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Book part
Publication date: 31 May 2016

Jia Yan, Xiaowen Fu, Tae Hoon Oum and Kun Wang

This chapter reviews the key results obtained in previous studies of airline mergers. It is found that the effect of mergers on airfares is dependent on the network…

Abstract

This chapter reviews the key results obtained in previous studies of airline mergers. It is found that the effect of mergers on airfares is dependent on the network configurations of merging airlines. Fare increases are frequently observed on overlapped routes. However, if the networks of two merging airlines are complementary, the expanded network after the merger leads to cost savings, increase in travel options, and improvement in service quality. Therefore, in a deregulated market, with few entry barriers, relaxing merger regulations is likely to improve welfare. However, most welfare evaluations do not incorporate quality changes or dynamic competition effects. Empirical investigations are primarily ex post analysis of mergers that have already passed antitrust reviews. The relationship between market concentration and welfare might be nonlinear and market specific. Therefore, airline mergers and alliances should be reviewed case by case. Methodological improvements are needed in future studies to control for the effects of complicating factors inherent in ex post evaluations.

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Airline Efficiency
Type: Book
ISBN: 978-1-78560-940-4

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Book part
Publication date: 14 December 2018

Hangjun Yang, Qiong Zhang and Qiang Wang

In this chapter, we will review the history, deregulation, policy reforms, and airline consolidations and mergers of the Chinese airline industry. The measurement of…

Abstract

In this chapter, we will review the history, deregulation, policy reforms, and airline consolidations and mergers of the Chinese airline industry. The measurement of airline competition in China’s domestic market will also be discussed. Although air deregulation is still ongoing, the Chinese airline industry has become a market-driven business subject to some mild regulations. Then, we will review the impressive development of the high-speed rail (HSR) network in China and its effects on the domestic civil aviation market. In general, previous studies have found that the introduction of HSR services has a significant negative impact on airfare and air travel demand in China. The rapidly expanding network of HSR has important policy implications for Chinese airlines.

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Book part
Publication date: 6 August 2014

Xiaowen Fu and Tae Hoon Oum

This chapter reviews the effects of air transport liberalization, and investigates the roles played by airport-airline vertical arrangements in liberalizing markets. Our…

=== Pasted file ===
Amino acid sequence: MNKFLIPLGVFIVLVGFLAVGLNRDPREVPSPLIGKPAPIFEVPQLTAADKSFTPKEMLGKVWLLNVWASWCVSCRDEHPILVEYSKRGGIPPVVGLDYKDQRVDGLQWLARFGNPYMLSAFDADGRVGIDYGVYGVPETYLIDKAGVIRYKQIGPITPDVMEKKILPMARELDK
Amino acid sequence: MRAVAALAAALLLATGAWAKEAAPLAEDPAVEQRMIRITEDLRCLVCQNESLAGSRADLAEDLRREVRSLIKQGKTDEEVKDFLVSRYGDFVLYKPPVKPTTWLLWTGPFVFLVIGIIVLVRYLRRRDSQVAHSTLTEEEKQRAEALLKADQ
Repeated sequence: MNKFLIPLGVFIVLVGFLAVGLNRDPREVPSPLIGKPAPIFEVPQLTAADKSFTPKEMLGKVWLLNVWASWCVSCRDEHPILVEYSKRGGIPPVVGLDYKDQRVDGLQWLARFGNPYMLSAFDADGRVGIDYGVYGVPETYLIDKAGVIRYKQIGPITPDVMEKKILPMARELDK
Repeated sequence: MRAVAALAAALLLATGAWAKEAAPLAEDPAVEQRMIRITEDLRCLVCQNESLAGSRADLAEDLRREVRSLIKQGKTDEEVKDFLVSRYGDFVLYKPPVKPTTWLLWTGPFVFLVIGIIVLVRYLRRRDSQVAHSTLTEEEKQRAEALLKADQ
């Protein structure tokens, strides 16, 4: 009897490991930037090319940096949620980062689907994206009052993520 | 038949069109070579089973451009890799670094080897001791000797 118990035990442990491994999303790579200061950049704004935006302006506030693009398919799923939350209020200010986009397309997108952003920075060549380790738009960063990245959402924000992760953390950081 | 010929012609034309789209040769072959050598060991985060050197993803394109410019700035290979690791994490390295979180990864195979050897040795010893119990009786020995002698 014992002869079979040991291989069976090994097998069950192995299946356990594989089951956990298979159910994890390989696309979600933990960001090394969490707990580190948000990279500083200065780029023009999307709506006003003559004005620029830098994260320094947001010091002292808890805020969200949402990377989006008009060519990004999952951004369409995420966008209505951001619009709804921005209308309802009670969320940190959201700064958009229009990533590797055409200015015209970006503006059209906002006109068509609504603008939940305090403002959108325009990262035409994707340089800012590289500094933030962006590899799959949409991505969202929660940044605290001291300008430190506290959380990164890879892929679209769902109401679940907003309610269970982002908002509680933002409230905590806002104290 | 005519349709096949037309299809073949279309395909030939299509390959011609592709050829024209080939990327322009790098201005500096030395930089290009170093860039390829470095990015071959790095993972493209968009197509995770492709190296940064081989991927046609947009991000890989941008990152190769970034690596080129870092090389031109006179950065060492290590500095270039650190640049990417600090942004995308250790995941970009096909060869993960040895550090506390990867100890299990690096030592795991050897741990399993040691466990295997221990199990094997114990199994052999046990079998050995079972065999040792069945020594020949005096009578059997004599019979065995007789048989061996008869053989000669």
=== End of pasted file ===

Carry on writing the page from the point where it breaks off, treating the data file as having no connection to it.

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This chapter reviews the effects of air transport liberalization, and investigates the roles played by airport-airline vertical arrangements in liberalizing markets. Our investigation concludes that liberalization has led to substantial economic and traffic growth. Such positive outcomes are mainly due to increased competition and efficiency gains in the airline industry, and positive externalities to the overall economy. Liberalization allows airlines to optimize their networks, and thus may introduce substantial demand and financial uncertainty to airports. Vertical arrangements between airlines and airports may offer a wide range of benefits to the parties involved, yet such arrangements could also lead to airline entry barriers which reduce the effects of liberalization. Three approaches have been developed to model the effects of liberalization in complex market conditions, which include the analytical, econometric and computational network methods. These approaches should be selectively utilized in policy studies on liberalization.

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The Economics of International Airline Transport
Type: Book
ISBN: 978-1-78350-639-2

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Book part
Publication date: 12 September 2017

Xiaowen Fu and Hangjun Yang

With significant changes in the aviation industry, various airport–airline arrangements have been formed to achieve alternative objectives. However, no consensus has been…

Abstract

With significant changes in the aviation industry, various airport–airline arrangements have been formed to achieve alternative objectives. However, no consensus has been reached on such arrangements’ economic effects and the associated optimal public policy. This chapter aims to provide an interpretive review of the common types of airport–airline arrangements, the different modeling approaches used and key conclusions reached by recent studies. Our review suggests that airport–airline arrangements can take diverse forms and have been widely used in the industry. They may allow the airport and its airlines to internalize demand externality, increase traffic volume, reduce airport investment risks and costs, promote capacity investment, enhance service quality, or simply are a response to the competition from other airport–airline chains. On the other hand, such vertical arrangements, especially for those exclusively between airports and selected airlines, could lead to collusive outcomes at the expenses of non-participating organizations. The effects of such arrangements are also significantly influenced by the contract type, market structure and bargaining power between the airport and airline sectors. While case by case investigations are often needed for important economic decisions, we recommend policy-makers to promote competition in the airline and airport segments whenever possible, and demand more transparency or regulatory reporting of such arrangements. Policy debates and economic studies should be carried out first, before intrusive regulations are introduced.

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The Economics of Airport Operations
Type: Book
ISBN: 978-1-78714-497-2

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Book part
Publication date: 21 October 2019

Sveinn Vidar Gudmundsson

European air transport policy, emerged through the confluence of case law and legislation, in four broad areas: liberalization, safety and security, greening, and the…

Abstract